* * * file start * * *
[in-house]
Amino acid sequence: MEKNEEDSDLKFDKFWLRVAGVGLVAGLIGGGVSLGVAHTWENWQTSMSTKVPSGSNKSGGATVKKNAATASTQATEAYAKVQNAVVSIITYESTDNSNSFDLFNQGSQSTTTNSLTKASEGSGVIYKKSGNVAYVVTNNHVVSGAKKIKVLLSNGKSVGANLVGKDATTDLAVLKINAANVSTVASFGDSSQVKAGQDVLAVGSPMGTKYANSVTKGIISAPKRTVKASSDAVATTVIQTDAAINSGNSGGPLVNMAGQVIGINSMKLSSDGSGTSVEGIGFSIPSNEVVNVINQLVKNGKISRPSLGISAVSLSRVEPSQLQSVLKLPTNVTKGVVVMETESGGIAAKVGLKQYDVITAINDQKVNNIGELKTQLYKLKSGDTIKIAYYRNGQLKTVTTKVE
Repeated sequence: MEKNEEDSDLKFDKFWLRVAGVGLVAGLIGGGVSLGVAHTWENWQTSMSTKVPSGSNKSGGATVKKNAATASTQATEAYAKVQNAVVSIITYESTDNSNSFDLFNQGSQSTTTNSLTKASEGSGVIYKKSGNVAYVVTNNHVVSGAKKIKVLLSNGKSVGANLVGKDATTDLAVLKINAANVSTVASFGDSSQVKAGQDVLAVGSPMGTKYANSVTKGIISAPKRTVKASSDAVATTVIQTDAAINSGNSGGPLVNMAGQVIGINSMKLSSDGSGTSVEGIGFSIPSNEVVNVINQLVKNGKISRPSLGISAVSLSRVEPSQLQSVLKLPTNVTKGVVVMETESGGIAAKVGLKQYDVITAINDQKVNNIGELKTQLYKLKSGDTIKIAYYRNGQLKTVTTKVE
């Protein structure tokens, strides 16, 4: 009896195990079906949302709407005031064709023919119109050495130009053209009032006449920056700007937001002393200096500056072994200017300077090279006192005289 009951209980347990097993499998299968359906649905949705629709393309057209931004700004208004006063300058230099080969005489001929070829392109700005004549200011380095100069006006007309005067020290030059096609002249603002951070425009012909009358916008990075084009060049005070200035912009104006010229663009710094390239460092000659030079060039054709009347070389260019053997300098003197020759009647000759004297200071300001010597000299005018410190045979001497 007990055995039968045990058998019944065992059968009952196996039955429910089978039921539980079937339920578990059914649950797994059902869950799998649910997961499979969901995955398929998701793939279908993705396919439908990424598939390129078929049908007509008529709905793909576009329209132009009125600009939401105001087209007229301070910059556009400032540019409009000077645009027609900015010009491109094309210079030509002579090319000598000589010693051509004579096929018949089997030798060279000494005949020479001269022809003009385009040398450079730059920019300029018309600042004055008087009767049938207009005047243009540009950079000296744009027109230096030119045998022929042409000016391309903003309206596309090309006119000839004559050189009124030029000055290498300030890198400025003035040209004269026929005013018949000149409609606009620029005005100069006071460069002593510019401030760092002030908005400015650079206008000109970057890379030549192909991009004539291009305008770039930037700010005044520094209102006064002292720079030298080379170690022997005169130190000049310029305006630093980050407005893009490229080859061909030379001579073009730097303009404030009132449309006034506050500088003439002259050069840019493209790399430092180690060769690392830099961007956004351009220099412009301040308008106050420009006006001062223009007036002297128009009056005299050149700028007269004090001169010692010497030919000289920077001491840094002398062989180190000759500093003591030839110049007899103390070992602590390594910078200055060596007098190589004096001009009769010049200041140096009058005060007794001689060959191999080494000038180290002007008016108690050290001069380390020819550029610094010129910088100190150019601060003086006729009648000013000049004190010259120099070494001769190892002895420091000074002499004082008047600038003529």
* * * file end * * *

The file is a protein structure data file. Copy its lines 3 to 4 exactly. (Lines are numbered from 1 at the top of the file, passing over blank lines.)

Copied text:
Repeated sequence: MEKNEEDSDLKFDKFWLRVAGVGLVAGLIGGGVSLGVAHTWENWQTSMSTKVPSGSNKSGGATVKKNAATASTQATEAYAKVQNAVVSIITYESTDNSNSFDLFNQGSQSTTTNSLTKASEGSGVIYKKSGNVAYVVTNNHVVSGAKKIKVLLSNGKSVGANLVGKDATTDLAVLKINAANVSTVASFGDSSQVKAGQDVLAVGSPMGTKYANSVTKGIISAPKRTVKASSDAVATTVIQTDAAINSGNSGGPLVNMAGQVIGINSMKLSSDGSGTSVEGIGFSIPSNEVVNVINQLVKNGKISRPSLGISAVSLSRVEPSQLQSVLKLPTNVTKGVVVMETESGGIAAKVGLKQYDVITAINDQKVNNIGELKTQLYKLKSGDTIKIAYYRNGQLKTVTTKVE
């Protein structure tokens, strides 16, 4: 009896195990079906949302709407005031064709023919119109050495130009053209009032006449920056700007937001002393200096500056072994200017300077090279006192005289 009951209980347990097993499998299968359906649905949705629709393309057209931004700004208004006063300058230099080969005489001929070829392109700005004549200011380095100069006006007309005067020290030059096609002249603002951070425009012909009358916008990075084009060049005070200035912009104006010229663009710094390239460092000659030079060039054709009347070389260019053997300098003197020759009647000759004297200071300001010597000299005018410190045979001497 007990055995039968045990058998019944065992059968009952196996039955429910089978039921539980079937339920578990059914649950797994059902869950799998649910997961499979969901995955398929998701793939279908993705396919439908990424598939390129078929049908007509008529709905793909576009329209132009009125600009939401105001087209007229301070910059556009400032540019409009000077645009027609900015010009491109094309210079030509002579090319000598000589010693051509004579096929018949089997030798060279000494005949020479001269022809003009385009040398450079730059920019300029018309600042004055008087009767049938207009005047243009540009950079000296744009027109230096030119045998022929042409000016391309903003309206596309090309006119000839004559050189009124030029000055290498300030890198400025003035040209004269026929005013018949000149409609606009620029005005100069006071460069002593510019401030760092002030908005400015650079206008000109970057890379030549192909991009004539291009305008770039930037700010005044520094209102006064002292720079030298080379170690022997005169130190000049310029305006630093980050407005893009490229080859061909030379001579073009730097303009404030009132449309006034506050500088003439002259050069840019493209790399430092180690060769690392830099961007956004351009220099412009301040308008106050420009006006001062223009007036002297128009009056005299050149700028007269004090001169010692010497030919000289920077001491840094002398062989180190000759500093003591030839110049007899103390070992602590390594910078200055060596007098190589004096001009009769010049200041140096009058005060007794001689060959191999080494000038180290002007008016108690050290001069380390020819550029610094010129910088100190150019601060003086006729009648000013000049004190010259120099070494001769190892002895420091000074002499004082008047600038003529």